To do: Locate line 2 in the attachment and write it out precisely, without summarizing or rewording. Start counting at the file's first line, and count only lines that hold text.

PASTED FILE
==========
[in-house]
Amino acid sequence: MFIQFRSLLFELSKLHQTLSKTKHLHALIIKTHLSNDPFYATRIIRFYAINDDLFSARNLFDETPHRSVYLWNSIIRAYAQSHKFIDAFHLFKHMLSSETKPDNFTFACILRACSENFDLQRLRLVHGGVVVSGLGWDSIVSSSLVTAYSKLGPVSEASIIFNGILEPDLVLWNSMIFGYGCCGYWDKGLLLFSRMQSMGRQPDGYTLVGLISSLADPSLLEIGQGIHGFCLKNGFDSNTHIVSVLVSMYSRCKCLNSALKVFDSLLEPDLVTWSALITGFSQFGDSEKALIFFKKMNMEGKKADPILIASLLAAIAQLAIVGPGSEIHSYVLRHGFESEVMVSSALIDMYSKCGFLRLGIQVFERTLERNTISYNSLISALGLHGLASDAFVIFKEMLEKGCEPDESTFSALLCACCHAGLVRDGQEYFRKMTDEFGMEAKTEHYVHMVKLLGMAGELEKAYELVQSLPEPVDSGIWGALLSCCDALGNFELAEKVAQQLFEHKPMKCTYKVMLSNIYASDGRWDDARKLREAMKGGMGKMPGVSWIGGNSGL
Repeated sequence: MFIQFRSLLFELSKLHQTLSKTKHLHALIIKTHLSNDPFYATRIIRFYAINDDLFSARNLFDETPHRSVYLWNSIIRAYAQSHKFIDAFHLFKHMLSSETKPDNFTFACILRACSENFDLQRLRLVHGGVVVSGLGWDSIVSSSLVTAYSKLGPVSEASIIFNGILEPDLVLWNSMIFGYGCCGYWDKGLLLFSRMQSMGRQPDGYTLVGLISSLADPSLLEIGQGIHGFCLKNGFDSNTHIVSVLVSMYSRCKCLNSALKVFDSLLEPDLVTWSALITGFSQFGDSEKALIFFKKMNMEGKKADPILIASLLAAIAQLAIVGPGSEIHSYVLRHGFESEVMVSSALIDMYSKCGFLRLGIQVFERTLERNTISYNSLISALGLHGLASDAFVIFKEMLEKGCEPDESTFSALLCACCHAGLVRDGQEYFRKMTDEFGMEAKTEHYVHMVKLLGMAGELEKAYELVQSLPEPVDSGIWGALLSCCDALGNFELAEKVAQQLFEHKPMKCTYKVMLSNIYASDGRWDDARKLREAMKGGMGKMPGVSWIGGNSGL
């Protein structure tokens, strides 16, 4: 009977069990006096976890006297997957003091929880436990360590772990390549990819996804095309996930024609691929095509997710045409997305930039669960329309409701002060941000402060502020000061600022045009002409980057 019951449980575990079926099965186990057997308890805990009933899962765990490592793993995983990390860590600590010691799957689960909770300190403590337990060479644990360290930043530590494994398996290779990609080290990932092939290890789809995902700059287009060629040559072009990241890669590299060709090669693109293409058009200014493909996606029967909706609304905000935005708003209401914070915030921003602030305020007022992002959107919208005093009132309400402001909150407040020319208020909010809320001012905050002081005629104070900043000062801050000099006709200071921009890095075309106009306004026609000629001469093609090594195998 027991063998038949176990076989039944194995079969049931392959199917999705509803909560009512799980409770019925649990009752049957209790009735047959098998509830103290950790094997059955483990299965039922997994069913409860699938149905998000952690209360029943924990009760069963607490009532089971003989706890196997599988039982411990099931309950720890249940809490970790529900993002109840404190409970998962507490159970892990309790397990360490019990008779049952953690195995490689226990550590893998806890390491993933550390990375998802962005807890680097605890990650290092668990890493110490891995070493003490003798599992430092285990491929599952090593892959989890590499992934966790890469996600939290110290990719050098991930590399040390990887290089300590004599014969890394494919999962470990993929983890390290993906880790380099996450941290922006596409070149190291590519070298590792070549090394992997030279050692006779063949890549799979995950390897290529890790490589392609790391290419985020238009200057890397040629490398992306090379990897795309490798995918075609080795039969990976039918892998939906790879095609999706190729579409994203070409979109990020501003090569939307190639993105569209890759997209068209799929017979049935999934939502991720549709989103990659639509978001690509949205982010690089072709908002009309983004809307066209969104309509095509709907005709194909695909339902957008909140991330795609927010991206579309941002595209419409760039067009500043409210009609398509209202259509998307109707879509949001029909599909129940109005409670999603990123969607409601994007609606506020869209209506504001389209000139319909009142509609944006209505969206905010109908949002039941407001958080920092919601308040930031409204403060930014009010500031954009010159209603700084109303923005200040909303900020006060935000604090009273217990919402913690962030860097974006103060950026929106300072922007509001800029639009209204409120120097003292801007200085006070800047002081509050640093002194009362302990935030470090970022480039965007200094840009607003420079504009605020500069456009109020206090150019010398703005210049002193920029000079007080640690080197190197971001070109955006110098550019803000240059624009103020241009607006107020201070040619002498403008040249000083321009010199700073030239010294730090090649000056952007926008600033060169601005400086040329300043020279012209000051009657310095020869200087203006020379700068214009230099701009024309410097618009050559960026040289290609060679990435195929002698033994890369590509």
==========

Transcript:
Amino acid sequence: MFIQFRSLLFELSKLHQTLSKTKHLHALIIKTHLSNDPFYATRIIRFYAINDDLFSARNLFDETPHRSVYLWNSIIRAYAQSHKFIDAFHLFKHMLSSETKPDNFTFACILRACSENFDLQRLRLVHGGVVVSGLGWDSIVSSSLVTAYSKLGPVSEASIIFNGILEPDLVLWNSMIFGYGCCGYWDKGLLLFSRMQSMGRQPDGYTLVGLISSLADPSLLEIGQGIHGFCLKNGFDSNTHIVSVLVSMYSRCKCLNSALKVFDSLLEPDLVTWSALITGFSQFGDSEKALIFFKKMNMEGKKADPILIASLLAAIAQLAIVGPGSEIHSYVLRHGFESEVMVSSALIDMYSKCGFLRLGIQVFERTLERNTISYNSLISALGLHGLASDAFVIFKEMLEKGCEPDESTFSALLCACCHAGLVRDGQEYFRKMTDEFGMEAKTEHYVHMVKLLGMAGELEKAYELVQSLPEPVDSGIWGALLSCCDALGNFELAEKVAQQLFEHKPMKCTYKVMLSNIYASDGRWDDARKLREAMKGGMGKMPGVSWIGGNSGL